The Art of Murder: Representation and Crime in Late Victorian Britain
THE ART OF MURDER: REPRESENTATION AND CRIME IN LATE VICTORIAN BRITAIN
Was the artist WR Sickert also Jack the Ripper as alleged in Patricia Cornwell's book, Portrait of a Killer: Jack the Ripper Case Closed? Research commissioned by The Tate has unearthed evidence both for and against this theory and raises questions about Sickert's interest in crime.
This symposium at The Auditorium, Tate Britain, Millbank, London SW1, 10.30am-6pm, will explore these questions and the relationship between representation and reality in written and visual accounts of the period. It will begin with the historical and cultural context and continue with an examination of descriptions of murder and prostitution in contemporary literature and the press and an analysis of the Ripper myth in criminology, fiction and film. Special attention will be given to Sickert's Camden Town Murder paintings and press reports of the Ripper murders. Speakers include Christopher Frayling, Royal College of Art, and historian Fiona McCarthy.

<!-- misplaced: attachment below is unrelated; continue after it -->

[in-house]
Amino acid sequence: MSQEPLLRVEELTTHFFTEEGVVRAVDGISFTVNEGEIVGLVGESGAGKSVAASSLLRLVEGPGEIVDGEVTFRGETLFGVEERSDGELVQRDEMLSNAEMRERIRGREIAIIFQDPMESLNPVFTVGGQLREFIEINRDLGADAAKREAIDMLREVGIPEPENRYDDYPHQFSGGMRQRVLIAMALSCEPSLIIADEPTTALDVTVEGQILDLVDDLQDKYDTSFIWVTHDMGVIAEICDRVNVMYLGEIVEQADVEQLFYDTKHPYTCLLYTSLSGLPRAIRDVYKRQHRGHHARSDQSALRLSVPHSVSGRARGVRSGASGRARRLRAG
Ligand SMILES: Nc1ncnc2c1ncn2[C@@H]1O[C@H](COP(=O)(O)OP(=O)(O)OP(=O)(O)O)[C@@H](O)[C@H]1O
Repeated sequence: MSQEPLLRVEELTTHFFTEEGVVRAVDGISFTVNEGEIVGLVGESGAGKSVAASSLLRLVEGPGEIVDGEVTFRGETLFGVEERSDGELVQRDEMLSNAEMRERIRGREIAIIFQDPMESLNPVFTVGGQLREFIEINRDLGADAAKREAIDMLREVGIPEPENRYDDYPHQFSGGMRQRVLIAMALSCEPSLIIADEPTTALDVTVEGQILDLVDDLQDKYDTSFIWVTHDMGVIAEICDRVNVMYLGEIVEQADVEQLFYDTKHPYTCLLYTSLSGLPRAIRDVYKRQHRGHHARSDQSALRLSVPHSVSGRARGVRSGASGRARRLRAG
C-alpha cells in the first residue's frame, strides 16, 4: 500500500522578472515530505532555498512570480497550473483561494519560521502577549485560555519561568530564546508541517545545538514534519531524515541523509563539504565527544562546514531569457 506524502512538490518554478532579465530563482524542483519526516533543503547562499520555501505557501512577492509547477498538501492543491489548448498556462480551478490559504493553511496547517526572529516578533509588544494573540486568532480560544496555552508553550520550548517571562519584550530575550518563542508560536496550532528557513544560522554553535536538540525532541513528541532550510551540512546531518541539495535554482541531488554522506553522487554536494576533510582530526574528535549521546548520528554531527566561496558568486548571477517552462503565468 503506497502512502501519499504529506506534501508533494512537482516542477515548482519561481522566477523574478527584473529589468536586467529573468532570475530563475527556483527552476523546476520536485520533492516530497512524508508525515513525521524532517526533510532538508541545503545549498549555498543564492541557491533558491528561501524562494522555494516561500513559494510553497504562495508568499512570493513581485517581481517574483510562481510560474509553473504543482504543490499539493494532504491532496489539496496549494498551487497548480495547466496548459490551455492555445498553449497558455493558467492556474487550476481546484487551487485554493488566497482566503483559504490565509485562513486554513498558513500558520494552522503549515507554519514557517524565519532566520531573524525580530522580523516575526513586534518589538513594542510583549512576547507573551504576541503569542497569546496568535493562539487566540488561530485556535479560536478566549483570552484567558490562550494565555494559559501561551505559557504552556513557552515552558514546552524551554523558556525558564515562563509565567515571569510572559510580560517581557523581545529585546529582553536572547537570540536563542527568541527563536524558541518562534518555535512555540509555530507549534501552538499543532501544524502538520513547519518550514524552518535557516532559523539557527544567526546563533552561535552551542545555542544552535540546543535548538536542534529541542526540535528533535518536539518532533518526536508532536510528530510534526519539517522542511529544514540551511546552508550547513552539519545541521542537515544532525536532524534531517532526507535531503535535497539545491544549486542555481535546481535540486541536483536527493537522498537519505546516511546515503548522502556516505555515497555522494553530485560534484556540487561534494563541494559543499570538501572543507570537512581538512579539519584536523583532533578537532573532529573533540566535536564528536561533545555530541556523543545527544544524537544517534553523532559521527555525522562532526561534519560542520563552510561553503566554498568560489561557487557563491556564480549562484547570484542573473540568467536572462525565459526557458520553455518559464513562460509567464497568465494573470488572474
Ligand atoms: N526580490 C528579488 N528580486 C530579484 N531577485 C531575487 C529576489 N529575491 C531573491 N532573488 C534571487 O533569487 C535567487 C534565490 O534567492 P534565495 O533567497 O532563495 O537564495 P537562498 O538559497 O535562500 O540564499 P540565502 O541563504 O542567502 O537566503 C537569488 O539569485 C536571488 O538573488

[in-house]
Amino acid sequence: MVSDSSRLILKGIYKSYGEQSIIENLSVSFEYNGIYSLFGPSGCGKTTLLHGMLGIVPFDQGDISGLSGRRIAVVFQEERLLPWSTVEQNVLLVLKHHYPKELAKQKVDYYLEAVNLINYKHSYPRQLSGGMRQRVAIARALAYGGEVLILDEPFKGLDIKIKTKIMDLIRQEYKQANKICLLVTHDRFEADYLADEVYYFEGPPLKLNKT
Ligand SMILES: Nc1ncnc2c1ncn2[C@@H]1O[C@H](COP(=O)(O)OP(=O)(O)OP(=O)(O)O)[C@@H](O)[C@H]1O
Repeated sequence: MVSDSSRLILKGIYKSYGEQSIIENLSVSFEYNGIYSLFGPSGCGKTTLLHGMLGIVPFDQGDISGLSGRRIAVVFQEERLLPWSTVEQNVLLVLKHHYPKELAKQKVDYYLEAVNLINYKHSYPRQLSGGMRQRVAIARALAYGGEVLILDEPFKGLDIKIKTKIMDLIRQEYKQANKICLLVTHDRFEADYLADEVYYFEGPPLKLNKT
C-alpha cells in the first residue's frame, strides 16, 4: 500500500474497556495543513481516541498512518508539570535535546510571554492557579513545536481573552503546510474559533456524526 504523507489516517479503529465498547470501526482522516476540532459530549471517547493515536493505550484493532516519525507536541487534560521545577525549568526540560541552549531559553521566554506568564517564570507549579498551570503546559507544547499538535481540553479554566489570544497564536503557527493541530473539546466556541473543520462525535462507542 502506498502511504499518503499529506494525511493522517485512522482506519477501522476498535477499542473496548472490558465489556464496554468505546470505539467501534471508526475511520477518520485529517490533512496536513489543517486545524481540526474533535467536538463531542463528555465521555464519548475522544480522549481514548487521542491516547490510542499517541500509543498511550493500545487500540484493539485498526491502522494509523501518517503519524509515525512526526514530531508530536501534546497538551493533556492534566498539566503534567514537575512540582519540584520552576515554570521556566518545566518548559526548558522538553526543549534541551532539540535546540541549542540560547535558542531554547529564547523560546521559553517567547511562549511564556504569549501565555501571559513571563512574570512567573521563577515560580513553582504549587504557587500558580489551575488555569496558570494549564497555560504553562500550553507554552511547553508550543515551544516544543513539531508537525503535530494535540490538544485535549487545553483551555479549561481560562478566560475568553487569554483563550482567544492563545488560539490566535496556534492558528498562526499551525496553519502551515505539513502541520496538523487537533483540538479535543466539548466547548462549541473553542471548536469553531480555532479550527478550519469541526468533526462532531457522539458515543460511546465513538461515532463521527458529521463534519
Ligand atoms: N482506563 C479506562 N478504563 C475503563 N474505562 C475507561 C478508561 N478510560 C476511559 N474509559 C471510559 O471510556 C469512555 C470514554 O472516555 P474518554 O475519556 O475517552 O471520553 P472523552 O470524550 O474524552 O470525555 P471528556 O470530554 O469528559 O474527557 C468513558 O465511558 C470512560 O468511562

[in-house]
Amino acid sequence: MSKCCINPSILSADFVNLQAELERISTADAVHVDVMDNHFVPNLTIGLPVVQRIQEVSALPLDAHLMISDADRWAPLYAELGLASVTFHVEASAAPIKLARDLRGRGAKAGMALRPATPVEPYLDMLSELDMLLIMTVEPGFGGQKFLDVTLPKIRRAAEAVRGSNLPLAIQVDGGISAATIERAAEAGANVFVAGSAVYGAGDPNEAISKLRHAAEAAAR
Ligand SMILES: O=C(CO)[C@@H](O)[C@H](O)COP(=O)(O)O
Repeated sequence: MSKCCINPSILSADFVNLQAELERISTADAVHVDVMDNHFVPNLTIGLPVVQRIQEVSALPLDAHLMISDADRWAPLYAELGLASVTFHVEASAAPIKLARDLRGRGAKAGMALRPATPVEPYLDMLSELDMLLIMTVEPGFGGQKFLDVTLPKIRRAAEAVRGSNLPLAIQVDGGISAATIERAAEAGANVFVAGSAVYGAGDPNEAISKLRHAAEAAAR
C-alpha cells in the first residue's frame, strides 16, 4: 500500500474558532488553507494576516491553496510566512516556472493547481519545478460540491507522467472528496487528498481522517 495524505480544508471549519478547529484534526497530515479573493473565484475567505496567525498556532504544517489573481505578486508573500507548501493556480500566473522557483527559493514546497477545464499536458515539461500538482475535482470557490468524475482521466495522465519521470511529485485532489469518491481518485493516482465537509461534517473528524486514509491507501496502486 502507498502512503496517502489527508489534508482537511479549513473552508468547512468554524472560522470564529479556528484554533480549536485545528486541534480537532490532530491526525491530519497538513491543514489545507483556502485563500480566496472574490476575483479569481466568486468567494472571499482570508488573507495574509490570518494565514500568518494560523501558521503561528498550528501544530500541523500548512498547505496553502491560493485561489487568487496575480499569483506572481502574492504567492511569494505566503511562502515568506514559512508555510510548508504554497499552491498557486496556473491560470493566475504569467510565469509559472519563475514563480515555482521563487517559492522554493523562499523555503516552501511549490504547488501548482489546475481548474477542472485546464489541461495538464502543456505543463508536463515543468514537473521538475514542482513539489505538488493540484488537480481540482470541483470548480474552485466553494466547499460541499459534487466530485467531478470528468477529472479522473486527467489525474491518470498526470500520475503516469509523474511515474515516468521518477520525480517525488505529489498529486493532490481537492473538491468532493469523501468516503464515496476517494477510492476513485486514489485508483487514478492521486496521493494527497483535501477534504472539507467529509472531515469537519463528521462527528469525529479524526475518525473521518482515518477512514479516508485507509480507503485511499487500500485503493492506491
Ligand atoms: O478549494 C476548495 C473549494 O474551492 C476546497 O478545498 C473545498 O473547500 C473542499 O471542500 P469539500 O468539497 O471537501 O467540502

Tickets: pound;25, pound;20 Tel: 020 7887 8888Email: firstname.lastname@example.org www.tate.org.ukbritaineventseducationartofmurder.htm